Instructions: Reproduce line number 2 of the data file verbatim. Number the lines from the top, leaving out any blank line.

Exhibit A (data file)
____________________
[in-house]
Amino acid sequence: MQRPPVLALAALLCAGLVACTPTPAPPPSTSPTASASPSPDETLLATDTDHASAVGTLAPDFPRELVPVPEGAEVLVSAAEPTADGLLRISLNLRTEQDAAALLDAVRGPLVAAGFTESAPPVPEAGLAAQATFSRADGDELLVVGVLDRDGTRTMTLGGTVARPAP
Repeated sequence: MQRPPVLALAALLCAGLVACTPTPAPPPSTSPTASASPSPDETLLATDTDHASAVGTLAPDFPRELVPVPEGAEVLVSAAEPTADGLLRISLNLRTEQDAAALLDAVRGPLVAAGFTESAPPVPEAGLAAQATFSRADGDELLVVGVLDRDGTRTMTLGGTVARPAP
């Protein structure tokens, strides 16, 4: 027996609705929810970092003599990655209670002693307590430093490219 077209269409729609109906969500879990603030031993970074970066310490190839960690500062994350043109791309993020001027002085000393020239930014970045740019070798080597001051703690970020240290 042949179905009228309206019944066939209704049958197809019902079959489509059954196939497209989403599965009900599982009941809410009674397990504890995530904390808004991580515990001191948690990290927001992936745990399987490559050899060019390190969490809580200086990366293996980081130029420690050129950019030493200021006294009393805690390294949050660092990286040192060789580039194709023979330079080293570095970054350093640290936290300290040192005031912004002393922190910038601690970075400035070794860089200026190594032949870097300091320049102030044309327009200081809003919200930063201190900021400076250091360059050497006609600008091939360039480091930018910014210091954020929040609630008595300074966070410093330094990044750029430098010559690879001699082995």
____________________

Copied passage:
Amino acid sequence: MQRPPVLALAALLCAGLVACTPTPAPPPSTSPTASASPSPDETLLATDTDHASAVGTLAPDFPRELVPVPEGAEVLVSAAEPTADGLLRISLNLRTEQDAAALLDAVRGPLVAAGFTESAPPVPEAGLAAQATFSRADGDELLVVGVLDRDGTRTMTLGGTVARPAP